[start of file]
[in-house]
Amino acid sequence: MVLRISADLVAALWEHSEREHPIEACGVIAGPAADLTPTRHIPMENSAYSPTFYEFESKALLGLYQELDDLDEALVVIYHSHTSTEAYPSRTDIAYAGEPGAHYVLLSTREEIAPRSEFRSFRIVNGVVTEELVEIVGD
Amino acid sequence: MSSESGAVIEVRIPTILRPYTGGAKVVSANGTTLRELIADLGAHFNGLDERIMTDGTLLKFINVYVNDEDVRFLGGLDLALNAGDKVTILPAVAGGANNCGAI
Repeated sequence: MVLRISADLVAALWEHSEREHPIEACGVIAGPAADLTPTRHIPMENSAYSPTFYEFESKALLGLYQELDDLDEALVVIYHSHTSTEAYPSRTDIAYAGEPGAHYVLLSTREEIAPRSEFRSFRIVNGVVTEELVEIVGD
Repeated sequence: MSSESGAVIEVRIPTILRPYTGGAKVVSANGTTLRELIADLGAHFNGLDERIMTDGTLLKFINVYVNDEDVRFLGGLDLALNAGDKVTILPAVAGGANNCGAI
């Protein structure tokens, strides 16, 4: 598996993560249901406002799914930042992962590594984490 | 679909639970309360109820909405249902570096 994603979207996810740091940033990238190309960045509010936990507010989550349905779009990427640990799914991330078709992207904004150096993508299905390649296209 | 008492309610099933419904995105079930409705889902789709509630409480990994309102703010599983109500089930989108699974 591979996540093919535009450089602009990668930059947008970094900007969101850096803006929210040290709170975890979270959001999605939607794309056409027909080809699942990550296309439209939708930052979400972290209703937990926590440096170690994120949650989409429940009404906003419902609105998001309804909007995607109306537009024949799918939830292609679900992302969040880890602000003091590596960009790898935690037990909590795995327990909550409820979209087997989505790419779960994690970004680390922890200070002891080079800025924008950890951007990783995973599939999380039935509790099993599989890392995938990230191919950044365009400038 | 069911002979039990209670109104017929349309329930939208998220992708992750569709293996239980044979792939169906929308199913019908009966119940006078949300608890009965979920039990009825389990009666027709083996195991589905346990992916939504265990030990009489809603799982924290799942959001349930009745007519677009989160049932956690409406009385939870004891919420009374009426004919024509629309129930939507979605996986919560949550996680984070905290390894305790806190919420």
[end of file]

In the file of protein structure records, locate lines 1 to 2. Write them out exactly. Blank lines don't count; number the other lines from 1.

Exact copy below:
[in-house]
Amino acid sequence: MVLRISADLVAALWEHSEREHPIEACGVIAGPAADLTPTRHIPMENSAYSPTFYEFESKALLGLYQELDDLDEALVVIYHSHTSTEAYPSRTDIAYAGEPGAHYVLLSTREEIAPRSEFRSFRIVNGVVTEELVEIVGD